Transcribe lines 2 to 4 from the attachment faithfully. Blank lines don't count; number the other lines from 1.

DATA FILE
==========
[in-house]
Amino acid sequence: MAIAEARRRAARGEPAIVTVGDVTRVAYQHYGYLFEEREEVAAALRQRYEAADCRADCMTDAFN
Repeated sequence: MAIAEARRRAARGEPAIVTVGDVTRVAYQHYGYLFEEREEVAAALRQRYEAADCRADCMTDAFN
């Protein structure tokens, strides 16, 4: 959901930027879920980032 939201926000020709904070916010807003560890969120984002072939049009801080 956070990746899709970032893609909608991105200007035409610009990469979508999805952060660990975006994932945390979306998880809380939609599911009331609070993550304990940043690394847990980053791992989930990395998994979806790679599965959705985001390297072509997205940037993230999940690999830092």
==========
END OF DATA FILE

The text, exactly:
Amino acid sequence: MAIAEARRRAARGEPAIVTVGDVTRVAYQHYGYLFEEREEVAAALRQRYEAADCRADCMTDAFN
Repeated sequence: MAIAEARRRAARGEPAIVTVGDVTRVAYQHYGYLFEEREEVAAALRQRYEAADCRADCMTDAFN
């Protein structure tokens, strides 16, 4: 959901930027879920980032 939201926000020709904070916010807003560890969120984002072939049009801080 956070990746899709970032893609909608991105200007035409610009990469979508999805952060660990975006994932945390979306998880809380939609599911009331609070993550304990940043690394847990980053791992989930990395998994979806790679599965959705985001390297072509997205940037993230999940690999830092």